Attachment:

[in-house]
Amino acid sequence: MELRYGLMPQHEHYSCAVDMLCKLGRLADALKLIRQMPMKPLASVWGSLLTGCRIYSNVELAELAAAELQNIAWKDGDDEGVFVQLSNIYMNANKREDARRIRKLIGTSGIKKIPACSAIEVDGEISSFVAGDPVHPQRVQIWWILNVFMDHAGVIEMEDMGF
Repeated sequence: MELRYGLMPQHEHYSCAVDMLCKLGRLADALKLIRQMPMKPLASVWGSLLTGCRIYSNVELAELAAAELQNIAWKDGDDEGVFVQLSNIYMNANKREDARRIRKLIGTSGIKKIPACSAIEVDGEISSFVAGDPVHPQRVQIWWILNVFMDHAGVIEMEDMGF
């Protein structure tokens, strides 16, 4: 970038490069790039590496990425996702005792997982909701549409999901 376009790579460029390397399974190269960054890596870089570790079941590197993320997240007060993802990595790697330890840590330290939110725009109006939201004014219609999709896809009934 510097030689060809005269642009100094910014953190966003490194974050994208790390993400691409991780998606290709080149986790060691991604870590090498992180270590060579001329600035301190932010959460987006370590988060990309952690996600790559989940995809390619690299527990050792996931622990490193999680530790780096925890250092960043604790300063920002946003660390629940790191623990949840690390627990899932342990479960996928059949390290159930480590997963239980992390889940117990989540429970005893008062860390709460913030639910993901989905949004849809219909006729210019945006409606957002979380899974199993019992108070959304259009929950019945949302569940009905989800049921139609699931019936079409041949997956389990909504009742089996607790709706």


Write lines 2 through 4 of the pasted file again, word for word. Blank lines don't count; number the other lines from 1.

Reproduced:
Amino acid sequence: MELRYGLMPQHEHYSCAVDMLCKLGRLADALKLIRQMPMKPLASVWGSLLTGCRIYSNVELAELAAAELQNIAWKDGDDEGVFVQLSNIYMNANKREDARRIRKLIGTSGIKKIPACSAIEVDGEISSFVAGDPVHPQRVQIWWILNVFMDHAGVIEMEDMGF
Repeated sequence: MELRYGLMPQHEHYSCAVDMLCKLGRLADALKLIRQMPMKPLASVWGSLLTGCRIYSNVELAELAAAELQNIAWKDGDDEGVFVQLSNIYMNANKREDARRIRKLIGTSGIKKIPACSAIEVDGEISSFVAGDPVHPQRVQIWWILNVFMDHAGVIEMEDMGF
């Protein structure tokens, strides 16, 4: 970038490069790039590496990425996702005792997982909701549409999901 376009790579460029390397399974190269960054890596870089570790079941590197993320997240007060993802990595790697330890840590330290939110725009109006939201004014219609999709896809009934 510097030689060809005269642009100094910014953190966003490194974050994208790390993400691409991780998606290709080149986790060691991604870590090498992180270590060579001329600035301190932010959460987006370590988060990309952690996600790559989940995809390619690299527990050792996931622990490193999680530790780096925890250092960043604790300063920002946003660390629940790191623990949840690390627990899932342990479960996928059949390290159930480590997963239980992390889940117990989540429970005893008062860390709460913030639910993901989905949004849809219909006729210019945006409606957002979380899974199993019992108070959304259009929950019945949302569940009905989800049921139609699931019936079409041949997956389990909504009742089996607790709706």